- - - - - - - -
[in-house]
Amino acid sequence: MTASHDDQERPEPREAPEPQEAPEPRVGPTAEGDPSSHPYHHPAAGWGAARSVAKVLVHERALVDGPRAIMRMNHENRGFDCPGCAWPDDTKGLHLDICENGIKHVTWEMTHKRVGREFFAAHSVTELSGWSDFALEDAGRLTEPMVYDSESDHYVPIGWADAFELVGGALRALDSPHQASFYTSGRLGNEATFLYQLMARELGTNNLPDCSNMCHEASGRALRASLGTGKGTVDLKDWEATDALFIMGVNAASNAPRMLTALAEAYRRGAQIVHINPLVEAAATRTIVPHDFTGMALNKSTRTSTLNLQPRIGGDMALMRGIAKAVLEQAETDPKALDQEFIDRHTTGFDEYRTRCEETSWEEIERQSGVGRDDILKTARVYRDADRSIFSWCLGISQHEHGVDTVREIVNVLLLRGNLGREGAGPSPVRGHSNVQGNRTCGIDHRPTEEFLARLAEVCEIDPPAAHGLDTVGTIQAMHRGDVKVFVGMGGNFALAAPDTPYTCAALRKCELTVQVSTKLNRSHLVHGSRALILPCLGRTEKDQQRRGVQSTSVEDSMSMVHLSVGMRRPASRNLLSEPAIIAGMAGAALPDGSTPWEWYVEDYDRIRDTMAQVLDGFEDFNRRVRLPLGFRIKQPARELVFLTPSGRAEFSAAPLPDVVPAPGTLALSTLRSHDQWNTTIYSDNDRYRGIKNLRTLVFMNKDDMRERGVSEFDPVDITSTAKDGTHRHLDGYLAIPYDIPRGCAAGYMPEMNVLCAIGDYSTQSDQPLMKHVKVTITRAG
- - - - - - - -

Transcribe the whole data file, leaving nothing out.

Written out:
[in-house]
Amino acid sequence: MTASHDDQERPEPREAPEPQEAPEPRVGPTAEGDPSSHPYHHPAAGWGAARSVAKVLVHERALVDGPRAIMRMNHENRGFDCPGCAWPDDTKGLHLDICENGIKHVTWEMTHKRVGREFFAAHSVTELSGWSDFALEDAGRLTEPMVYDSESDHYVPIGWADAFELVGGALRALDSPHQASFYTSGRLGNEATFLYQLMARELGTNNLPDCSNMCHEASGRALRASLGTGKGTVDLKDWEATDALFIMGVNAASNAPRMLTALAEAYRRGAQIVHINPLVEAAATRTIVPHDFTGMALNKSTRTSTLNLQPRIGGDMALMRGIAKAVLEQAETDPKALDQEFIDRHTTGFDEYRTRCEETSWEEIERQSGVGRDDILKTARVYRDADRSIFSWCLGISQHEHGVDTVREIVNVLLLRGNLGREGAGPSPVRGHSNVQGNRTCGIDHRPTEEFLARLAEVCEIDPPAAHGLDTVGTIQAMHRGDVKVFVGMGGNFALAAPDTPYTCAALRKCELTVQVSTKLNRSHLVHGSRALILPCLGRTEKDQQRRGVQSTSVEDSMSMVHLSVGMRRPASRNLLSEPAIIAGMAGAALPDGSTPWEWYVEDYDRIRDTMAQVLDGFEDFNRRVRLPLGFRIKQPARELVFLTPSGRAEFSAAPLPDVVPAPGTLALSTLRSHDQWNTTIYSDNDRYRGIKNLRTLVFMNKDDMRERGVSEFDPVDITSTAKDGTHRHLDGYLAIPYDIPRGCAAGYMPEMNVLCAIGDYSTQSDQPLMKHVKVTITRAG